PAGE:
In the Dis­trict, stan­dard­ized test scores — and whether they are im­prov­ing — ac­count for 70 per­cent of el­e­men­tary and mid­dle school rank­ings. For high schools, test scores are re­spon­sis­tar ble for about 40 per­cent of the rat­ing.

The rank­ings also re­flect how ef­fec­tively schools ed­u­cate stu­dents from un­der­served pop­u­la­tions, in­clud­ing English-lan­guage learn­ers. It also con­sid­ers the per­cent­age of stu­dents who re-en­roll in the school and par­tic­i­pa­tion and per­for­mance in Ad­vanced Place­ment classes and on AP ex­ams.

State ed­u­ca­tion of­fi­cials scored schools by us­ing a nu­mer­i­cal scale on which schools could re­ceive up to 100 points. That was then con­verted into a star rat­ing.

The high­est-scor­ing school was Ben­jamin Ban­neker High in North­west, which re­ceived 99 points. The low­est-scor­ing school was Ana­cos­tia High in South­east, which re­ceived about 3 points.

Crit­ics have ar­gued that the Dis­trict’s em­pha­sis on test scores will re­sult in the high­est marks go­ing to schools that teach the wealth­i­est stu­dents and sad­dle schools that teach the need­i­est chil­dren with the worst rat­ings, even if the schools are im­prov­ing.

Scott Gold­stein, ex­ec­u­tive di­rec­tor of Em­pow­erEd DC, a teacher ad­vo­cacy group, said he is wor­ried that the star rat­ings will ex­ac­er­bate in­equal­i­ties and pun­ish schools with more stu­dents con­sid­ered at risk — de­fined as those who are home­less, re­ceive wel­fare or food stamps, or have strug­gled in high school.

Par­ents, he said, may over­look schools with a lot to of­fer be­cause they are poorly rated. For ex­am­ple, Roo­sevelt High School, where Gold­stein once taught, pro­vides a dual-lan­guage pro­gram and of­fers arts, ex­tracur­ric­u­lar and vo­ca­tional op­por­tu­ni­ties that he said many par­ents may seek.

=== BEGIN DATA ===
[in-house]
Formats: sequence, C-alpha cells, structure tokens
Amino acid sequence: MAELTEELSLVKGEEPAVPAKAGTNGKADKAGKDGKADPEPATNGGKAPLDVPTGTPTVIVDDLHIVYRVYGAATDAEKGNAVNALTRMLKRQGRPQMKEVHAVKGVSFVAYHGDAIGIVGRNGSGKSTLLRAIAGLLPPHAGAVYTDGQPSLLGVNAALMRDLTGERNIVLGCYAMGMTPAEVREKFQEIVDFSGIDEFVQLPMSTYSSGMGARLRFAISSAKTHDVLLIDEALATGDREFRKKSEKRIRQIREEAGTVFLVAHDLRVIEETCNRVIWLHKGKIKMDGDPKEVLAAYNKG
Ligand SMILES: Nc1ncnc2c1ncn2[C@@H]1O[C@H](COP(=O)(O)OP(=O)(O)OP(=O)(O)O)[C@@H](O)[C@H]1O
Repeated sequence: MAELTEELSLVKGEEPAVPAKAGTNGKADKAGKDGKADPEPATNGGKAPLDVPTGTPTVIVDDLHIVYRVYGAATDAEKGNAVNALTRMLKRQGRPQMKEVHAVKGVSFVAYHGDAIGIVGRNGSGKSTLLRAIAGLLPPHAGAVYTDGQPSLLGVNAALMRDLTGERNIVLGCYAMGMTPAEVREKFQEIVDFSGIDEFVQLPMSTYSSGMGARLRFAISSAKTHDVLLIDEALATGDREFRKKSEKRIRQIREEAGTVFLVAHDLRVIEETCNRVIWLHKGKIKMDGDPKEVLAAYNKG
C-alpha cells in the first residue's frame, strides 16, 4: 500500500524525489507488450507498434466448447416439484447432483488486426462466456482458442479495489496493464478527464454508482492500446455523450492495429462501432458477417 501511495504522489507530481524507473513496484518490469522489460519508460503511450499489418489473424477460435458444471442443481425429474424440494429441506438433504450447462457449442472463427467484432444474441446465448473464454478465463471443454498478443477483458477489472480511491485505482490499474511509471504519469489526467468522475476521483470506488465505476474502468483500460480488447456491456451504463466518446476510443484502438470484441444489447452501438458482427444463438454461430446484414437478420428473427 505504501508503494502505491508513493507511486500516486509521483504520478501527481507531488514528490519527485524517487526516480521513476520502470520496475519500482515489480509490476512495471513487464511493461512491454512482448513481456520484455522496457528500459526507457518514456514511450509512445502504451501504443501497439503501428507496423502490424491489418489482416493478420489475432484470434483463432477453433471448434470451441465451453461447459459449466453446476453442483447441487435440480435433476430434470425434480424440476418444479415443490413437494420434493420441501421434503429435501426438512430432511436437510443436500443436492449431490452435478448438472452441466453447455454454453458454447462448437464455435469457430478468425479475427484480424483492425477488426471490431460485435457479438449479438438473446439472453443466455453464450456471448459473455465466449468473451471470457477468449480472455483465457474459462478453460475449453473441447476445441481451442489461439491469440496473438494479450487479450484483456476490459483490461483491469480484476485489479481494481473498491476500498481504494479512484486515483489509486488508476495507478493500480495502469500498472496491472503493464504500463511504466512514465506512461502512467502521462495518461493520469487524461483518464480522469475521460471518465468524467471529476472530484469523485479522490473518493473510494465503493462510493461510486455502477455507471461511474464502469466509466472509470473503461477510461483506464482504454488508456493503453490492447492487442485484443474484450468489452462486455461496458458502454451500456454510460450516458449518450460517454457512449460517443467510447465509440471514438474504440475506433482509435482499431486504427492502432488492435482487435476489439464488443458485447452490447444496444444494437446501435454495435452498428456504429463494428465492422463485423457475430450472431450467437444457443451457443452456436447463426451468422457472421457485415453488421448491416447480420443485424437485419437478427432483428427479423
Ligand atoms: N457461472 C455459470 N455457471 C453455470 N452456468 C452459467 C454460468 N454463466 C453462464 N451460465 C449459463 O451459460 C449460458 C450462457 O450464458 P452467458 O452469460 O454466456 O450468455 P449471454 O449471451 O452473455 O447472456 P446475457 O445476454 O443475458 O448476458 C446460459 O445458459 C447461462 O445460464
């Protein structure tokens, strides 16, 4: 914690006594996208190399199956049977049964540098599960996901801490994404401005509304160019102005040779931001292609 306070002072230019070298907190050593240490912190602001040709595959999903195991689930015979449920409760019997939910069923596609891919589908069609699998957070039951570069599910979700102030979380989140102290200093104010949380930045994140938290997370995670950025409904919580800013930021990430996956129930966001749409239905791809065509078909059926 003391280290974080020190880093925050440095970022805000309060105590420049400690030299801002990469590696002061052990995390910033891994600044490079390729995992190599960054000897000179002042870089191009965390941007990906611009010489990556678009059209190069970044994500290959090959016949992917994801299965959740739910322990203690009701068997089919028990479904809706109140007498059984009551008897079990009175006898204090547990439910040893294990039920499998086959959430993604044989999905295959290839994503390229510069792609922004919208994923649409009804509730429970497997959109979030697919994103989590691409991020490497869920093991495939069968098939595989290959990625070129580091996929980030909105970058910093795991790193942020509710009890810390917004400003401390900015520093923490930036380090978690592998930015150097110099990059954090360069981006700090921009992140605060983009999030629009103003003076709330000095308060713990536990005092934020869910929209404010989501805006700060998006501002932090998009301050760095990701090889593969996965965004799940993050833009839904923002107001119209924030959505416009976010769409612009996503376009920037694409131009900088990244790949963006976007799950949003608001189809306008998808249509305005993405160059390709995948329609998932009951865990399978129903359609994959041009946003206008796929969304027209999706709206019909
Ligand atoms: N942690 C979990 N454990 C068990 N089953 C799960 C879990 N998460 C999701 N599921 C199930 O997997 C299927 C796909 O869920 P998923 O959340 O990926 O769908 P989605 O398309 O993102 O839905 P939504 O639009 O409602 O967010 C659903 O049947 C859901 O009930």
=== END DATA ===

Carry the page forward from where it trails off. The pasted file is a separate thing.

He en­cour­aged par­ents to visit a school and ex­plore whether teach­ers and the prin­ci­pal re­turn to their posts year af­ter year — sta­bil­ity in lead­er­ship, he said, can point to growth.

“My fear is that par­ents are go­ing to look at those scores and per­haps ig­nore those schools,” Gold­stein said.

The rat­ing sys­tem is one as­pect of a larger re­port card fam­i­lies can ac­cess on­line or in printed copies that de­tails teacher ex­pe­ri­ence and re­ten­tion, stu­dent dis­ci­pline rates and other fac­tors.

Dis­trict of­fi­cials said the re­port card of­fers a clear and ac­ces­si­ble way for fam­i­lies to as­sess a school’s per­for­mance. The rat­ing sys­tem was de­vel­oped with in­put from thou­sands of par­ents and other com­mu­nity mem­bers.

The re­port card, Bowser said, pro­vides fam­i­lies with “a set of com­mon, re­li­able and trans­par­ent data . . . that fam­i­lies can use as they make de­ci­sions about which school or schools are a best fit for their chil­dren.”

BON­NIE JO MOUNT/THE WASH­ING­TON POST

The Dis­trict’s state su­per­in­ten­dent of ed­u­ca­tion, Hanseul Kang, ex­plains the new sys­tem for rat­ing the city’s schools dur­ing a news con­fer­ence at Tub­man El­e­men­tary School on Fri­day.